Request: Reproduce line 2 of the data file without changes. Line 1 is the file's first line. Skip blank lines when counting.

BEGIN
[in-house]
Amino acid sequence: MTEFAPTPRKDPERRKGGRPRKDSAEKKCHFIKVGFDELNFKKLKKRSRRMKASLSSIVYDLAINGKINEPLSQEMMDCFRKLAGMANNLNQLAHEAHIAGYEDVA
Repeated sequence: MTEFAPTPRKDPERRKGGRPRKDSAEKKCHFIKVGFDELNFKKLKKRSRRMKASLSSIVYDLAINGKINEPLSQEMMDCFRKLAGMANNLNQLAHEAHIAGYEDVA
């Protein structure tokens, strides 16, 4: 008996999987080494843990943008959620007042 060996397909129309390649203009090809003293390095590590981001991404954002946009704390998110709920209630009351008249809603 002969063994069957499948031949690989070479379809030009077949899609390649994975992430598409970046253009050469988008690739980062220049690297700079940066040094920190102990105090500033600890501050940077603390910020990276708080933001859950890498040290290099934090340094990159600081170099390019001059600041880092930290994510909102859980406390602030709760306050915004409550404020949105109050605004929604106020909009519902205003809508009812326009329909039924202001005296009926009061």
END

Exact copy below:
Amino acid sequence: MTEFAPTPRKDPERRKGGRPRKDSAEKKCHFIKVGFDELNFKKLKKRSRRMKASLSSIVYDLAINGKINEPLSQEMMDCFRKLAGMANNLNQLAHEAHIAGYEDVA